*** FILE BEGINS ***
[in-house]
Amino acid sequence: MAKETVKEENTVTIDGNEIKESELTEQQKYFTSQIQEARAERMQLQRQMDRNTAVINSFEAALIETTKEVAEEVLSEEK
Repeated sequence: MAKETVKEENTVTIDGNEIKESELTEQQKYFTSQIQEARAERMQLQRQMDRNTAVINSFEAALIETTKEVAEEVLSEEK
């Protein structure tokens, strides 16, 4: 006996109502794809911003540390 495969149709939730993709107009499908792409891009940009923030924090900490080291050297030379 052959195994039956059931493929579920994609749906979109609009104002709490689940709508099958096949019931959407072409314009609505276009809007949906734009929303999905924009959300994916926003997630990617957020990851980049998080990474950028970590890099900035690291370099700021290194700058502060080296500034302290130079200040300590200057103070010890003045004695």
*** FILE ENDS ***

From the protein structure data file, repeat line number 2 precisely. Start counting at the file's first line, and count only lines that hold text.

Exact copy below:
Amino acid sequence: MAKETVKEENTVTIDGNEIKESELTEQQKYFTSQIQEARAERMQLQRQMDRNTAVINSFEAALIETTKEVAEEVLSEEK